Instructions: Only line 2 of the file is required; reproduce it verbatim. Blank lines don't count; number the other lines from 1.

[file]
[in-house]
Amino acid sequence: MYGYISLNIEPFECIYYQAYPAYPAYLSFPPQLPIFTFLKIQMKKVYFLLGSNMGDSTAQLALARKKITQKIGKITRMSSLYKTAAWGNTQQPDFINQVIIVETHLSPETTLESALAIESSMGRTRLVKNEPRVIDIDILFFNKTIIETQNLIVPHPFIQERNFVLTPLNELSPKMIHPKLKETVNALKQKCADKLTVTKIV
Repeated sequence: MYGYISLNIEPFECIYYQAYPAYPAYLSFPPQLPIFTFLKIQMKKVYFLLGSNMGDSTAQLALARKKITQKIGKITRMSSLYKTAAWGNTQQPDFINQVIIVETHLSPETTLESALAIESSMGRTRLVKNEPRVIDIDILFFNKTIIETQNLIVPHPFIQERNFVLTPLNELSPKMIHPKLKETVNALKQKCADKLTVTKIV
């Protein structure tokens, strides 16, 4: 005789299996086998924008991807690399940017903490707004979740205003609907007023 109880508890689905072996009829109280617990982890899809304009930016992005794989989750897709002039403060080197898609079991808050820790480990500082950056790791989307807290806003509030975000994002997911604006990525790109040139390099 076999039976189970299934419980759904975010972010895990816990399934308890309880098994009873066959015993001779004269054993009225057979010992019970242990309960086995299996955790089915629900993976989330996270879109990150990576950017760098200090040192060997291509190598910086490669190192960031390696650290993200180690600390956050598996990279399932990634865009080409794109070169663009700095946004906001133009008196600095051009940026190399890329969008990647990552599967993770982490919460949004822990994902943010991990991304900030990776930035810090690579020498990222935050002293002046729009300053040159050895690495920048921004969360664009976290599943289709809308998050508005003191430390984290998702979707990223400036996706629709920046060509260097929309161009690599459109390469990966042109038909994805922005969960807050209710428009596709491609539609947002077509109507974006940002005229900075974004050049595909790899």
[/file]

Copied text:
Amino acid sequence: MYGYISLNIEPFECIYYQAYPAYPAYLSFPPQLPIFTFLKIQMKKVYFLLGSNMGDSTAQLALARKKITQKIGKITRMSSLYKTAAWGNTQQPDFINQVIIVETHLSPETTLESALAIESSMGRTRLVKNEPRVIDIDILFFNKTIIETQNLIVPHPFIQERNFVLTPLNELSPKMIHPKLKETVNALKQKCADKLTVTKIV